Talking About Mental Health
Designing a Summit with Mental Health in Mind
On Thursday, January 10th, mental health professionals from around the city braved the cold weather to discuss how we can make the Inclusive Innovation Summit easier to navigate and more enjoyable for people with mental health conditions.
We met in the Carnegie Library downtown using human-centered design methods to brainstorm how we can maintain a welcoming environment at the Summit and amplify and center the voices of the people involved. The goal of the Inclusive Innovation Meetups is to develop ideas for events at the Summit, which takes place March 28–30.
While there were ideas for event proposals, the main conversation revolved around how we can make the existing programming more inclusive. We were pleased with the excellent suggestions and the open dialogue.
We now have a broader understanding of how to think about mental health issues and accessibility in the context of the Inclusive Innovation Summit. Here are some of the great ideas we discussed.
Navigating Unfamiliar Spaces
Many of the participants addressed how difficult it can be for people with anxiety to enter new spaces. A buddy system would allow for people to call ahead and request a volunteer or another attendee to stay with them for the duration of the event. This would help that person feel more comfortable so they can focus on the content being presented. Small spaces are easier to navigate than convention centers, but if programming needs to be spread out, there should be clear and consistent signage throughout the summit, with volunteers stationed at different points if necessary.
Space and Time to Debrief
A constant flow of activities and presentations can be exhausting. At the Meetup, it was pointed out that a quiet space for participants to decompress is important. It would give people the opportunity to sit down and discuss what they’ve learned as well as make connections with one another. A pop-up mental health cafe is a popular concept in the mental health community. It is designed as a casual setting where anyone is welcome to participate and talk about what’s on their mind. Inside our Minds is an organization based in Pittsburgh that is hosting a Mental Health Cafe on January 31st. Check out their Facebook for more information. Other ideas included a VR Relaxation Sensory Space or support groups for specific populations.
We need to think about how we can go beyond the usual parameters of inclusion so that all of our attendees know their opinions matter and their presence is valued. Some ideas we talked about at the Meetup centered on how to engage ‘invisible’ populations. Invisible populations are groups of people that are overlooked — such as people experiencing homelessness or people with disabilities. Without an opportunity to be heard, their opinions and stories often go unnoticed.
To ensure they are heard, we might need to make creative adjustments to encourage participation, such as providing a pen and paper to those who don’t feel comfortable raising their hands at events. Another way the Inclusive Innovation Summit can engage with them is by providing a platform that will amplify their voices such as an Open Mic, which allows for anyone to share their story. Inside our Minds is hosting an Anonymous Open Mic on January 23rd, with more information on their Facebook.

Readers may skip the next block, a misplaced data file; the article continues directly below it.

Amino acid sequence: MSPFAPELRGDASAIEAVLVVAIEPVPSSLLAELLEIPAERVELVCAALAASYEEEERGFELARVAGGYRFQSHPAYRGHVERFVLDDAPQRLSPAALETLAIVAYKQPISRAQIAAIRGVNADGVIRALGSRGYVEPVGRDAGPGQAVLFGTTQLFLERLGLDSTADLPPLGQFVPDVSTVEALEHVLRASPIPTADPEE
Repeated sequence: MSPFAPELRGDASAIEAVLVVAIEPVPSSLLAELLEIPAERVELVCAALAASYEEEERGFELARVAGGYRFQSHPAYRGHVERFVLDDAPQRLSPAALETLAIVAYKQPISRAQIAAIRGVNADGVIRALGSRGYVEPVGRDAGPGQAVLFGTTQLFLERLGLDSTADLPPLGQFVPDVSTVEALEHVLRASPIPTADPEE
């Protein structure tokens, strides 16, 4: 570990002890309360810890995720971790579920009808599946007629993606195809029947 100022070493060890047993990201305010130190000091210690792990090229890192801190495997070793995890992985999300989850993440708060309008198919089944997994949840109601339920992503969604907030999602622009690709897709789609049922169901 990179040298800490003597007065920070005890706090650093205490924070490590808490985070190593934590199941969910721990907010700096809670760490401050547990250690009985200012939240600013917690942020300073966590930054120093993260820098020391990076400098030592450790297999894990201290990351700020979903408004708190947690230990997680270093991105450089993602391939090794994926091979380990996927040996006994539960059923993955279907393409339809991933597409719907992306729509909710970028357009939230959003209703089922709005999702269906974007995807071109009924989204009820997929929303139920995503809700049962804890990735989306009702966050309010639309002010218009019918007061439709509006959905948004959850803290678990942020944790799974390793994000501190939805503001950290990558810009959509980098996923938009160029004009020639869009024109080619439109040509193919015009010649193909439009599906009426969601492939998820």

We also talked about how to be ‘mad inclusive.’ ‘Mad Pride’ is a movement within the mental health community focused on celebrating people who have historically been stigmatized due to their mental illnesses. By using the word ‘mad’ to talk about themselves, they are taking back ownership of language that has been used to isolate them. It re-frames mental health activism to focus on empowering people with mental illness.
Technology can be especially useful as a way to empower people that might not otherwise feel seen. We talked about an organization that uses headphones to show what it’s like for people living with schizophrenia. They do this by playing audio that is similar to what a person with schizophrenia might hear, while the participant tries to go about their daily routines.
Another idea that was presented was a recording booth so individuals can listen to other people’s stories as well as record their own. During presentations, an option to text a response or question to the leaders would help get more people involved. Finally, a resource wall where organizations can post their contact information and mission statements would help build more bridges.
We’re excited about the ideas we came up with at the Mental Health Meetup and we’re grateful to everyone who came out! It is important to have open dialogues about these issues. The conversation showed our team how much there is to learn and the many ways we can improve.
Our next Inclusive Innovation Meetup stop will take place on January 24th at AlphaLab Gear. The theme is Inclusive Workforce. Be sure to RSVP and if you’re not able to come, check in here for a recap!
The deadline for proposal submission is coming up on January 31st and we’re looking for creative ideas from organizations throughout the city. If you have an idea or you know someone making noteworthy contributions to the city related to one of our four themes, please share the link to our proposal page with them. The themes this year are: Active Learning, Knowledge Sharing, Capacity Building and Empathy Training.